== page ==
Phil Wilson to retire after four decades

by | Sep 23, 2021

Plant Industry director Phil Wilson, right, will retire Oct. 1.

Thirty-seven years is a long time to do just about anything.

For Phil Wilson, NCDA&CS Plant Industry Director, nearly four decades with the North Carolina Department of Agriculture and Consumer Services will come to a close later this year when he retires Oct. 1.

Wilson has worked his entire professional career in the Plant Industry division, beginning in 1984 in the Support Operations section based out of Raleigh. There he worked with other Plant Industry employees in the field supporting spray projects and maintaining equipment. Wilson would stay in Raleigh until 1987, when he moved to Wilmington to take a job as a Plant Pest Inspector. In that position – now known as a Plant Pest Specialist – Wilson worked with growers to make sure their plants were free of dangerous pests and of a good quality for sale.

It would be 16 years before Wilson made another move. This time he took a job in the same position, but in Goldsboro close to his family in their home county. From there he moved up the ranks more and more, first as Plant Pest Administrator for five years and then as Plant Industry director in 2017.

In that time, Wilson has seen his work change in some pretty dramatic ways.

“When I first started out, we didn’t have anything near the technology we have now. We didn’t have cell phones or anything like that, but we’ve come along to have that. We’ve got electronic maps for trapping insects, whereas before you had to just use paper notes and keep track of them that way,” he said. “That’s been a huge change that I’ve seen over my career. It’s made us a lot more efficient, and really it saves us money. Even though you the devices cost money, you save it in the long run. When I started out, we didn’t even have computers. Gradually that just built over time.”

That rapid expansion in technology has changed the culture around getting things done, Wilson said.

“I tell people often that we live in a time right now where we don’t have a lot of patience. We want stuff immediately,” he said. “That’s the time we’re in right now, but on the other hand we also have the tools to do it.”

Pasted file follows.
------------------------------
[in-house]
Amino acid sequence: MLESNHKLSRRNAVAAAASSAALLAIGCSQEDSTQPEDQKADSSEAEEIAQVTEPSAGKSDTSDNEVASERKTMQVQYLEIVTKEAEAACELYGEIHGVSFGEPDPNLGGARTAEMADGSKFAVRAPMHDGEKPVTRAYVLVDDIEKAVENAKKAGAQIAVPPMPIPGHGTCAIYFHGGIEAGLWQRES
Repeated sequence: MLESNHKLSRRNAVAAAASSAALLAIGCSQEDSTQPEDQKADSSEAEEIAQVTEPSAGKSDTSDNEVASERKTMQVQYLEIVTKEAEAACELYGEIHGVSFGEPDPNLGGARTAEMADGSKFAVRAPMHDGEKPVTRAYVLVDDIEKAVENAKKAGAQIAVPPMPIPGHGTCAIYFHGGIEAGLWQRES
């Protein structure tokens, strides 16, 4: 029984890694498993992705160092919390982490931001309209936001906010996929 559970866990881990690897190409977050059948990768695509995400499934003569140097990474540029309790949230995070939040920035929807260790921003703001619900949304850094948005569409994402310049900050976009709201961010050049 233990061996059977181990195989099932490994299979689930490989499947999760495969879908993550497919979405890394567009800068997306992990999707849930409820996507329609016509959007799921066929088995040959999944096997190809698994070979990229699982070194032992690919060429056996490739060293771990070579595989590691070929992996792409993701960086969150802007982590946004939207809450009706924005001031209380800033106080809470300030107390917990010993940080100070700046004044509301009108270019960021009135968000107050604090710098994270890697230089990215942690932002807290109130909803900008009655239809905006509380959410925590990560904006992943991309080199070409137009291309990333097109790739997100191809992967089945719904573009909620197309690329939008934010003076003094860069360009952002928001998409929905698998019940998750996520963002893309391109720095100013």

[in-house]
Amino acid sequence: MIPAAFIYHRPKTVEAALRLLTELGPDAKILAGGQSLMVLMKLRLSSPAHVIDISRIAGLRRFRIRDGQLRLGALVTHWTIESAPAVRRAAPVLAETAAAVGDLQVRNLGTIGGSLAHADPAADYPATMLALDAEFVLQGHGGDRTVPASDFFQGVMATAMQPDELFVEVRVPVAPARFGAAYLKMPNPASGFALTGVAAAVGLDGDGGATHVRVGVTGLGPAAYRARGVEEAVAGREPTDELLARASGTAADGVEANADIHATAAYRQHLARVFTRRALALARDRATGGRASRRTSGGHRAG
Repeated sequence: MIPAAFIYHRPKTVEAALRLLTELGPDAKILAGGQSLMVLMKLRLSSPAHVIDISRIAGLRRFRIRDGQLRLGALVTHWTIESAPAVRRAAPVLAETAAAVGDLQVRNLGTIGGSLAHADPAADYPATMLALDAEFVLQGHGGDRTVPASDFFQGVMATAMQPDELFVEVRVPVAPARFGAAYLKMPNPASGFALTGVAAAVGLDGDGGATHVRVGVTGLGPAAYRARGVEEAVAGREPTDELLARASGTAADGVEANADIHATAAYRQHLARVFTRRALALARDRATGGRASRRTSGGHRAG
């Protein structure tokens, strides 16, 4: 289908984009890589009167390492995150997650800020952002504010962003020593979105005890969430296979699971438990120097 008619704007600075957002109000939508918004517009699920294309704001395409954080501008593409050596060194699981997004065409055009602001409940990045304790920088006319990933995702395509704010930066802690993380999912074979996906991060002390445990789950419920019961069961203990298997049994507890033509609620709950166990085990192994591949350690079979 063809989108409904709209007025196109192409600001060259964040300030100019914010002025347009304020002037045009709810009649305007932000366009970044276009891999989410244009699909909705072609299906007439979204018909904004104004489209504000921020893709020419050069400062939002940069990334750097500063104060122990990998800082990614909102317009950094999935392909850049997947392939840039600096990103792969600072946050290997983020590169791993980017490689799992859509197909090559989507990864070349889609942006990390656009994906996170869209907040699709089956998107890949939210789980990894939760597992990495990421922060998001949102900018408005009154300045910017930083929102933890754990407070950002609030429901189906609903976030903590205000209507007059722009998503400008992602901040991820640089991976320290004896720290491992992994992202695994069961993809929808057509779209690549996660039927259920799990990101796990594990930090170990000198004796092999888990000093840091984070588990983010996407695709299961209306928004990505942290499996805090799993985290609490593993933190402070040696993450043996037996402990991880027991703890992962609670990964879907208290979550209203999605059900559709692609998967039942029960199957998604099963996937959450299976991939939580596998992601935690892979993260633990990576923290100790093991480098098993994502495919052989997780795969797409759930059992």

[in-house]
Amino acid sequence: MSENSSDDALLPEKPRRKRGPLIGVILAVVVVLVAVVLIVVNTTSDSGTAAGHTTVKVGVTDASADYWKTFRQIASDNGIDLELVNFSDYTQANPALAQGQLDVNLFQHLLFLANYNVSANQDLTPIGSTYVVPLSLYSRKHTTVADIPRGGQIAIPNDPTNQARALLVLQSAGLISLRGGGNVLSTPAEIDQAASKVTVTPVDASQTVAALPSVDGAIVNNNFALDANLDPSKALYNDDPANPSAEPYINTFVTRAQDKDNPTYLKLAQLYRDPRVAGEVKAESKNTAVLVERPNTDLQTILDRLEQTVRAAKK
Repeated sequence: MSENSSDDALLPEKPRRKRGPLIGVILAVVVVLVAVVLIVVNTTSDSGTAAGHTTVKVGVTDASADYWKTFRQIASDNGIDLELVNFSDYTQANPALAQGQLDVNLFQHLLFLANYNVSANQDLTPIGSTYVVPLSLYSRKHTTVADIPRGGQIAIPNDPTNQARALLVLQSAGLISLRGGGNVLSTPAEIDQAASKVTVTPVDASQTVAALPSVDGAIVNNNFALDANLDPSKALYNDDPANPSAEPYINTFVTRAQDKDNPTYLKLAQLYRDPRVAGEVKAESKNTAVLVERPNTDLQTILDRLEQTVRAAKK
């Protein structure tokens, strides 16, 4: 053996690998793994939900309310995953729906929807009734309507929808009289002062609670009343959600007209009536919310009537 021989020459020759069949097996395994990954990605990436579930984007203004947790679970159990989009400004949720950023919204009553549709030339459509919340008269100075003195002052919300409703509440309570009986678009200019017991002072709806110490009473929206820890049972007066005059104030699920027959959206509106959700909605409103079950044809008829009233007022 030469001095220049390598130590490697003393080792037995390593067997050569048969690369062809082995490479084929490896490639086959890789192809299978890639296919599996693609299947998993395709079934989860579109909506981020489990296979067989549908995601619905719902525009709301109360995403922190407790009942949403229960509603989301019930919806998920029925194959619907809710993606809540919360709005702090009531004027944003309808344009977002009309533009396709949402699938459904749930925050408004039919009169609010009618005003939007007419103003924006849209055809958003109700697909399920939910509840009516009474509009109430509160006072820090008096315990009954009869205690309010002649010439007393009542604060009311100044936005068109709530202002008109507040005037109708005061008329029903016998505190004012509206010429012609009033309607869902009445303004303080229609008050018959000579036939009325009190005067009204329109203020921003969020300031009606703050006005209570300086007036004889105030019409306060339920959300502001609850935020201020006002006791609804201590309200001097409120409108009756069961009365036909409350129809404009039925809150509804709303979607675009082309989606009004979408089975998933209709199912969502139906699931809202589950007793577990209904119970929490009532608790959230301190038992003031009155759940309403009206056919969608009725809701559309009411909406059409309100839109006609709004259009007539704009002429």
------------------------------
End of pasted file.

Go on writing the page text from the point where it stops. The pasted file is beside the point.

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After nearly 40 years, you would expect someone like Wilson to have a few good stories to share. One of his proudest moments came during his time on the coast in the early 1990’s.

“A ship came into Sunny Point, which is a military ocean terminal in Brunswick County, that was infested with Asian Gypsy Moth,” he said. “At that time I was the field specialist for the area, so I went down there in July of that year. There were moths just flying off the ship, and it was a catastrophe waiting to happen. We ended up controlling that and preventing it from becoming established here. We had to spray vast areas around Wilmington and Brunswick County two years in a row, and we trapped there for several years after that. I even met several people through that project who I later hired and went on to have NCDA careers. I’m very proud of that work.”

Wilson said that the decision to retire came as he felt he’d done everything he could do in the position. He said he felt it was time to step aside and let someone new take the reins of one of the department’s largest regulatory bodies.

There are always new challenges on the horizon, and Wilson said invasive species will continue to be a point of focus for his successor.

“Pest-wise, Spotted Lanternfly is something North Carolina is going to have to deal with. It’s in Virginia now, but it’s coming here – if we get through this year without finding it here we’ll be very fortunate. It’s coming to us in a hurry, so we’ll have to deal with that because it’s a pest on our vineyards and other plants,” he said. “With world trade the way it is, anything can happen at any time. Things come into ports from all over the world, and you can’t really stop that, so you have to be prepared to handle it.”

In retirement, Wilson said he plans to be more active in his church community. He is unlikely to stay out of working with plant protection for long.

“I’ve had some other groups say they’re interested in having on for some work, and I’ve let Dr. (Sandy) Stewart (NCDA&CS Assistant Commissioner of Agricultural Services) know that if there are ever any projects down the line that they need my help with I’d be happy to do that,” he said. “It depends on if they need me for anything.”

Wilson spoke highly of his colleagues in Plant Industry.

“I’ve been very fortunate to have, I don’t want to call them employees, but the friends I’ve made within the division have just been tremendous. As time goes on you eventually become the old rat in the barn so to speak, and that’s where I’m at now, but I’ve got the greatest staff around me,” he said. “They work hard, they don’t complain, and it’s just been an honor to have been in my position, to try and help them succeed and to help the department and the division do what we’re expected to do for North Carolina.”